WASHINGTON (AP) — A kinder, gentler approach to one of the most dreaded exams in medicine is on the way: U.S. regulators have cleared a bite-size camera to help screen the large intestine of patients who have trouble with colonoscopies.
The ingestible pill camera from Given Imaging is designed to help doctors spot polyps and other early signs of colon cancer. The Food and Drug Administration cleared the device for patients who have had trouble with the cringe-inducing procedure, which involves probing the colon using a tiny camera on a four-foot long, flexible tube.
The Israeli company's technology, developed from missile defense systems, uses a battery-powered camera to take high-speed photos as it slowly winds its way through the intestinal tract over eight hours. The images are transmitted to a recording device worn around the patient's waist and later reviewed by a doctor.
While Given's wireless, image-beaming system may sound like science fiction, it's actually more than a decade old. In 2001, the company received FDA approval for a similar device used to get a close-up view of the small intestine.
At that time, analysts expected Given's approach to grow into a direct competitor with traditional colonoscopy. But company studies found that the images taken by the mini-camera were not quite as clear as those from the in-office procedure. As a result, the company has pursued a more limited market for its PillCam: patients who have trouble undergoing standard colonoscopies.
The Food and Drug Administration approved the company's PillCam Colon for patients who have experienced an incomplete colonoscopy. The company estimates 750,000 U.S. patients are not able to complete the procedure each year, due to anatomy issues, previous surgery or various colon diseases.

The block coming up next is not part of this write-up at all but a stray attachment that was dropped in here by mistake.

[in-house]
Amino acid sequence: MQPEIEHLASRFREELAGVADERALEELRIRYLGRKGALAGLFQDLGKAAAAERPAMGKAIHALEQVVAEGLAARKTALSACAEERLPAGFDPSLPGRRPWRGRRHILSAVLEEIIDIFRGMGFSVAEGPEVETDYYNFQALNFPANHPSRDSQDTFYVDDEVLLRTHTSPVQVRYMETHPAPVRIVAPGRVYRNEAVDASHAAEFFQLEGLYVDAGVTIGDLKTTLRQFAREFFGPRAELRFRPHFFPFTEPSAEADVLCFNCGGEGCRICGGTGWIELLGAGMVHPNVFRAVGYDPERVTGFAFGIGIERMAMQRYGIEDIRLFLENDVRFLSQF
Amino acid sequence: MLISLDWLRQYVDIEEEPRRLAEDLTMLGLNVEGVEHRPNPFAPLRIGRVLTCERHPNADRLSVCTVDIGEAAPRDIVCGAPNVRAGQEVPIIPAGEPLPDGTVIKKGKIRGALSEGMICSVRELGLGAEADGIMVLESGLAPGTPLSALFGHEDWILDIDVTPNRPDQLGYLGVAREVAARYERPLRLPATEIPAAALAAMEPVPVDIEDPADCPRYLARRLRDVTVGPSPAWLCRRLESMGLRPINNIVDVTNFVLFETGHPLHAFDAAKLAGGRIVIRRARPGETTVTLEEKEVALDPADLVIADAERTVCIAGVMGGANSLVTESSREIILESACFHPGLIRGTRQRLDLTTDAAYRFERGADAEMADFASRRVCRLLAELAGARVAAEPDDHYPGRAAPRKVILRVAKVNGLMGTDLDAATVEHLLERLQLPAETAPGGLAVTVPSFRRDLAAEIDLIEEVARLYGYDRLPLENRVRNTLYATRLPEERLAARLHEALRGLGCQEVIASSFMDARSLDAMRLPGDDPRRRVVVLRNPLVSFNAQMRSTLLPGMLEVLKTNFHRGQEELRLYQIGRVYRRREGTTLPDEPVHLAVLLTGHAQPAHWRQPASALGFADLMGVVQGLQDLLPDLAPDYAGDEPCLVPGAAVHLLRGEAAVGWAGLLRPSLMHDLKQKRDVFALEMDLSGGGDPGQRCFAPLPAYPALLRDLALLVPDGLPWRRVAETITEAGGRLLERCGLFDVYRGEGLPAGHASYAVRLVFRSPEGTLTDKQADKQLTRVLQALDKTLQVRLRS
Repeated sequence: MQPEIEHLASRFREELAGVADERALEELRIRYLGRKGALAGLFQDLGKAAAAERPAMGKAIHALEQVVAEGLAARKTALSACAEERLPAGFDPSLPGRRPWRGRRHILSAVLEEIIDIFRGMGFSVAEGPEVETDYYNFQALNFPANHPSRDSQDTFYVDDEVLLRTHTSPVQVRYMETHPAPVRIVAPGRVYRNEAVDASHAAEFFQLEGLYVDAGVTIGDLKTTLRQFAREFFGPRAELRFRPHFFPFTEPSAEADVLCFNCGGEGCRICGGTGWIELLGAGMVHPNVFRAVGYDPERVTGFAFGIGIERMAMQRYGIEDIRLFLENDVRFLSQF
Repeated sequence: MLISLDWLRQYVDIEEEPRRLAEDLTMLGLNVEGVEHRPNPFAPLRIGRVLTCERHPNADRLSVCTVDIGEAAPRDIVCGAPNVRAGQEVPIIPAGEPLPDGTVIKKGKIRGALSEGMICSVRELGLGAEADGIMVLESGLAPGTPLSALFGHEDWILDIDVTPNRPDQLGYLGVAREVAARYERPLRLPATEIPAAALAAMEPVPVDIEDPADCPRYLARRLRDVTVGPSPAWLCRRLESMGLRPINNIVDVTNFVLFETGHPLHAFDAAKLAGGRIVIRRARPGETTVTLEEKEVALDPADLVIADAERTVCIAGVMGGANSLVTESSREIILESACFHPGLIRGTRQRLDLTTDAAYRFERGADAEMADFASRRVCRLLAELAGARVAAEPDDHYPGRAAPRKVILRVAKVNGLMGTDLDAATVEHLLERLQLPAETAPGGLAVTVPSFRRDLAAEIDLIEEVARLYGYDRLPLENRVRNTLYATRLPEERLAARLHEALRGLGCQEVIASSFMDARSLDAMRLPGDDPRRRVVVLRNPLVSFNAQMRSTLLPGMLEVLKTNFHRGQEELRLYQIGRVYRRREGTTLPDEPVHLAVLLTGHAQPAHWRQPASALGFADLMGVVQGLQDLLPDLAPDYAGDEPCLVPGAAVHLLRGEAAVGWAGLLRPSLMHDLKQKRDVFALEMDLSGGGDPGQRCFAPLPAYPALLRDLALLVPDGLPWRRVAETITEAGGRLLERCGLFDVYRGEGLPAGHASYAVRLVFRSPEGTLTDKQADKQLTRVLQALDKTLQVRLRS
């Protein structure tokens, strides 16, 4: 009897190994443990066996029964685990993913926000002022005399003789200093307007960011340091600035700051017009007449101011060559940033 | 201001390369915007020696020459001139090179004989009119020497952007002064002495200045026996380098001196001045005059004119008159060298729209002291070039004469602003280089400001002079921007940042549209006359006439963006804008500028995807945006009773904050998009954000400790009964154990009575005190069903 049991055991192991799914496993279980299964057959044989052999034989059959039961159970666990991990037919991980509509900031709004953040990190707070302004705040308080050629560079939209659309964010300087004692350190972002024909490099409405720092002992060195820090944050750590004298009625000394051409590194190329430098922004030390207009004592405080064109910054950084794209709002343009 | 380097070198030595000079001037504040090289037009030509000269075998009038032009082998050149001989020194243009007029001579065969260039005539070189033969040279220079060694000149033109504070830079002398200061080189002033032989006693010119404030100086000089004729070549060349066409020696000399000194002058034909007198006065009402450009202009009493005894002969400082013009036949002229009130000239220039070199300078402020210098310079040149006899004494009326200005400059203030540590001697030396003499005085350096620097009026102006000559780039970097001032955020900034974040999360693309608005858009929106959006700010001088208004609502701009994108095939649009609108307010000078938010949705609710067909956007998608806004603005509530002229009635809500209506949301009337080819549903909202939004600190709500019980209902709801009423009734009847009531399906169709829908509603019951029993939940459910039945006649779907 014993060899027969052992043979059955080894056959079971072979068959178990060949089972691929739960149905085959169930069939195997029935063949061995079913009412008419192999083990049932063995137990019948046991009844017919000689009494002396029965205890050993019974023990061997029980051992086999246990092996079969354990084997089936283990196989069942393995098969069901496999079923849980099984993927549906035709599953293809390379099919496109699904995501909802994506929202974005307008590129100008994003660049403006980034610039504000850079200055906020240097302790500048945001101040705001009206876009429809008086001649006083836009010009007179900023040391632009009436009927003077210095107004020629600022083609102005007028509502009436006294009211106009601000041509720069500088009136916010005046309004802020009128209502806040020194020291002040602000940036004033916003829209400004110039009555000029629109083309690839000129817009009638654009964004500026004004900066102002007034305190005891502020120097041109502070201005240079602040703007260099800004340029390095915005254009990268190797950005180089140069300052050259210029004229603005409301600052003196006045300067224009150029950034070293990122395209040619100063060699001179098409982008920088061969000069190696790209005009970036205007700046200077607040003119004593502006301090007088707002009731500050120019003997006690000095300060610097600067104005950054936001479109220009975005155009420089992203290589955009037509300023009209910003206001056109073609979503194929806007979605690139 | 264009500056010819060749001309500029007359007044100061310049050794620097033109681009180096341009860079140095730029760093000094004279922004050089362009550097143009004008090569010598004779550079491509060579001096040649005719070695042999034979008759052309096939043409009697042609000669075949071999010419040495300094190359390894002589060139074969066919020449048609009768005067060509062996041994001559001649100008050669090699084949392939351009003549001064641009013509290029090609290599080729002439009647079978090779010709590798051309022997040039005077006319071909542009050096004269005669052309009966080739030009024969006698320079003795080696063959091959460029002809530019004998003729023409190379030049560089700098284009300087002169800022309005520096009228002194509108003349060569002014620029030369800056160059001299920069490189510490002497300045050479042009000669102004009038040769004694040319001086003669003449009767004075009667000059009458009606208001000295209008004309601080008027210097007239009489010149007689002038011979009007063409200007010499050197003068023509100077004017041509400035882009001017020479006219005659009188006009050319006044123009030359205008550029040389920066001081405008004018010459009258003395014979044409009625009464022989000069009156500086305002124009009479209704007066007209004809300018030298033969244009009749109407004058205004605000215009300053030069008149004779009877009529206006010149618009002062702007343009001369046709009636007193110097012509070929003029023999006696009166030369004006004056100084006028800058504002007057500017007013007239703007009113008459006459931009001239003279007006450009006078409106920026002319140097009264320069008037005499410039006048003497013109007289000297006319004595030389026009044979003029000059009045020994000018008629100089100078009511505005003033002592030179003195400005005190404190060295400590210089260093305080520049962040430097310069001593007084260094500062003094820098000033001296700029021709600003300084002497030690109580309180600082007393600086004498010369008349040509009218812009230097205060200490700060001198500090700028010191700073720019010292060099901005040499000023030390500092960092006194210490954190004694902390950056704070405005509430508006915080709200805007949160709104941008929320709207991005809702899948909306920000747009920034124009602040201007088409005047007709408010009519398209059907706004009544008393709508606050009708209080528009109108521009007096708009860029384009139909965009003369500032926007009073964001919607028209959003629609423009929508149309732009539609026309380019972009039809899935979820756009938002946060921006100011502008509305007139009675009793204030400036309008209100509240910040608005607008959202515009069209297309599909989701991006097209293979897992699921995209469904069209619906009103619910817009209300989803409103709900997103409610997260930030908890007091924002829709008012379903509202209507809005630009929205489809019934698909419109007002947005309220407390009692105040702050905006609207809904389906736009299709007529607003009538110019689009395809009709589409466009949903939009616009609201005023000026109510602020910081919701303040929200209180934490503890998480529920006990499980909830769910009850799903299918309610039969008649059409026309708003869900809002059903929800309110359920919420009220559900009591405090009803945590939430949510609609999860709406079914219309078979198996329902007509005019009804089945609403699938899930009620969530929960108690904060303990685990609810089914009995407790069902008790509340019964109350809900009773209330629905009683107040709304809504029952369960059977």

Even with this limited indication, analysts estimate the new pillcam could grow to sales of over $60 million in North America by 2019, with room for expansion as the technology improves. MorningStar analyst Debbie Wang said the company has shrewdly positioned the device as another tool in the gastrointestinal specialist's tool kit, rather than a direct competitor.
"Given's management understands that the traditional colonoscopy is the gastroenterologist's bread and butter right now," Wang said. "So they didn't want to do anything that would position this as a substitute."
Wang notes that Given's PillCam costs $500, significantly less than the $4,000 for a colonoscopy. Eventually, she thinks doctors may use the device to attract adults who avoid regular screenings due to fears of pain, embarrassment and general discomfort. The Centers for Disease Control and Prevention's guidelines currently recommend regular colonoscopies beginning at age 50 and continuing until age 75, though the majority of American adults don't follow the recommendations.
In December, Irish medical device firm Covidien said it was buying Given for about $860 million. Given, headquartered in Yoqneam, Israel, markets seven lines of medical devices and surgical supplies, including pillcams to screen the esophagus and small intestine.
Pillcam Colon was previously approved in 80 other countries, including in Japan, Europe and Latin America.